This Saturday, July 26 will be the summer installment of our Seasonal Photography Tours of the Brooklyn Navy Yard. As always, the tour will be accompanied by a photo contest, and this season’s photos will be selected by another BLDG 92 Visiting Artist, painter and visual artist Michael Miller.
Michael’s appointment as a visiting artist at the Yard was not his first encounter with seafaring. Born in Glasgow, Scotland, he has always been proud of his hometown’s rich shipbuilding history. A century ago, the city was the world’s preeminent shipbuilder, and Clydebuilt vessels (Glasgow sits on the River Clyde) made up the better part of all the British ships afloat. Michael’s father served in the merchant navy, and later went on to work at Scotland’s major container terminal, Coatbridge (thought it’s many miles from the sea, it is served by rail and highway links). “If ever I said I was going to any country that had a coastline” Michael said as we chatted in BLDG 92 recently, “[my dad] would say, ‘Oh, yeah, I’ve been there.'”
Michael has always been interested in art, but it was a career that came to him later in life. After studying history and geography in the UK, he moved to Florence, Italy, where he received his PhD in contemporary history; his work focused on urban social movements in post-industrial cities, something he was familiar with as Glasgow’s waterfront declined, and the city with it. It was in Italy that he started studying art seriously, and after stints in Switzerland and Mozambique (his wife works for the United Nations, and he also works in the human rights field), he landed in Brooklyn four years ago.
Even before he was selected as a BLDG 92 Visiting Artist, Michael had built connections at the Brooklyn Navy Yard. He sits on the board of SONYA, South of the Navy Yard Artists, and he keeps his studio just a couple blocks away on Washington Avenue. And in 2013, he was selected to paint a piano for Sing for Hope, an organization that, among other projects, places pianos in public spaces around New York City. Michael had a a unique idea for his design. “I just wanted to play with the idea of the size of it, the physical presence, rather than the sound.” he said. “So I thought, let’s look at how people have tried to change the presence of a large object, and that was what brought me to dazzle camouflage.”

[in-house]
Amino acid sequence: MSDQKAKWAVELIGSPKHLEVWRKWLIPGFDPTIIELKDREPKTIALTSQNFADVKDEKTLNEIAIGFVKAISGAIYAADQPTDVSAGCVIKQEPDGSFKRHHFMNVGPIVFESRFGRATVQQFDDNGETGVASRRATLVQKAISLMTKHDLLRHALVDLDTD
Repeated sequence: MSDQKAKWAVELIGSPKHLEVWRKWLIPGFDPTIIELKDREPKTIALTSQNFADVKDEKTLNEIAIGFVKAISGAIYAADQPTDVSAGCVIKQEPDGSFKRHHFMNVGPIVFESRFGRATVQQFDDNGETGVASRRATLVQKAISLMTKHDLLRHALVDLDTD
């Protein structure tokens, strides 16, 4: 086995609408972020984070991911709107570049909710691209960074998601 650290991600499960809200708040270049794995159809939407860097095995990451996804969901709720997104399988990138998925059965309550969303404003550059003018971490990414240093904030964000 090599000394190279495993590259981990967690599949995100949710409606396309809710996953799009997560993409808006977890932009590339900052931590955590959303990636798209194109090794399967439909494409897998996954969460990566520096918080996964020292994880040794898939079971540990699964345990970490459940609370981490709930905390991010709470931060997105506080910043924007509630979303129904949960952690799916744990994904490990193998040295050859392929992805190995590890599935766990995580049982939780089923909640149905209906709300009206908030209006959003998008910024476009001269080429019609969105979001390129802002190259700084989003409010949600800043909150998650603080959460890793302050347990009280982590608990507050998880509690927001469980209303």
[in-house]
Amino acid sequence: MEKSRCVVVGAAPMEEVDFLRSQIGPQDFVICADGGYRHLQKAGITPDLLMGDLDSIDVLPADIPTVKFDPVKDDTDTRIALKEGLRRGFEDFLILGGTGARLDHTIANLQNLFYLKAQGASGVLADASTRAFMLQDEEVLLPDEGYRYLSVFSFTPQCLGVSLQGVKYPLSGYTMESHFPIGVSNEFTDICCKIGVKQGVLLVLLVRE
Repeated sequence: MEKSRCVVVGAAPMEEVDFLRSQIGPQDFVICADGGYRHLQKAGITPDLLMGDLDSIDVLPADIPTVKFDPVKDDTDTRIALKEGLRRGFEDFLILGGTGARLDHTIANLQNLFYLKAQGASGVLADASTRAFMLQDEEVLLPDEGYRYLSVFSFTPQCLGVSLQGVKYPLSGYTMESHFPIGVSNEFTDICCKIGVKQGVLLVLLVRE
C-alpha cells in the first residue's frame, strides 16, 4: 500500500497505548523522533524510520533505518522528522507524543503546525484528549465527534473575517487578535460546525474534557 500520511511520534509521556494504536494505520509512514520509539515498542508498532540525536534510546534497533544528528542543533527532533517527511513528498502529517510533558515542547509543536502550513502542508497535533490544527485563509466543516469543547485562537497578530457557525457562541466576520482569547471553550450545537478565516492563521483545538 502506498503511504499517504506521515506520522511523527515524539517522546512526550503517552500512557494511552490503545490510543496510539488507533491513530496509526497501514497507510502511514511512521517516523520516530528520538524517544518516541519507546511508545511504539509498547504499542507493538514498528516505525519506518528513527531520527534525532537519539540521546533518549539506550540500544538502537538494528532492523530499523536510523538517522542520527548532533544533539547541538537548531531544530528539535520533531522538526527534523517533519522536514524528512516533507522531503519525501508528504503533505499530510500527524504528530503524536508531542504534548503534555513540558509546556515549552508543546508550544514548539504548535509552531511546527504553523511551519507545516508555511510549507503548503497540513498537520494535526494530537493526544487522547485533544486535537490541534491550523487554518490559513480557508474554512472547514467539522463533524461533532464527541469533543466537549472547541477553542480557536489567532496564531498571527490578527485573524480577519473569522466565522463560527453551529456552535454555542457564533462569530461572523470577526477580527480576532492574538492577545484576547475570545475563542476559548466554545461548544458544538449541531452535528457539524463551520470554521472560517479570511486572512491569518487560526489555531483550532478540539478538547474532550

Dazzle camouflage was a type of naval camouflage developed in the early twentieth century (we recently wrote about it on this blog). By using irregular geometric shapes, lines jutting in multiple directions, and bright colors, designers believed it made it more difficult for the enemy to visually gauge a ship’s speed, direction, distance, and identity, even though they could clearly see the ship. Dazzle camouflage was never just a military technology – it’s development was, in part, inspired by the burgeoning abstract and cubist art movements, and it has continued to inspire artists. Though Michael’s piece was sparked by a piece of naval history, he did not know when he made it that it would end up at an historic naval site – the forecourt of BLDG 92, where it spent last summer.
From that project, he has continued to work with the idea of dazzle, and he has used the landscapes and archival materials of the Brooklyn Navy Yard as his inspiration, combining his training as an historian and an artist. “I began to see [camouflage] as a metaphor,” he said. “By revealing something, we’re hiding something else. The camouflage draws attention to something, but you’re also distorting it at the same time.”
He has looked for inspiration beyond just the vessels of the First World War and dove deeper into the Yard’s photo archives. “There’s one of the USS Brooklyn, and it’s in the dry dock, taken from underneath the bow. And it looks like a knife blade – you can’t imagine there’s this whole light cruiser behind this line. It’s almost organic, it almost looks like a strange creature.” This has moved him to try and find ways to make photos of the explicit – technical photos of machinery, buildings, and ship parts make up the better part of the photo archive – and make them into something abstract. “I like to take elements and make them a little less clear or obscure. And I feel that that’s consistent with the whole camouflage question.” You can see where he is starting to work with this idea in the “Propeller” painting above – abstracting the concrete, taking the mechanical and making it more organic.
Many of our photographers have had great success taking the pallet of the Navy Yard’s landscape and using it to compose something abstract. This was a popular theme among the Spring submissions, as it was with the 2013 year-end prize winners. We hope you’ll join us for a tour this Saturday, and we look forward to hearing Michael’s insights and reflections on your submissions.
Turnstile Tours offers the Seasonal Photography Tour of the Brooklyn Navy Yard four times throughout the year. The next tour of the 2014 season will be Saturday, July 26 at 3pm. Get more information here, and advance ticket purchase is highly recommended. We also offer our Past, Present & Future Tour of the Brooklyn Navy Yard every Saturday and Sunday, 2:30-4:30pm, and other special themed tours of the Yard. All tours are offered in partnership with and begin at the Brooklyn Navy Yard Center at BLDG 92, which offers free admission to three floors of exhibitions on the yard’s past and present, the Ted & Honey rooftop cafe, and a host of great special events and programs.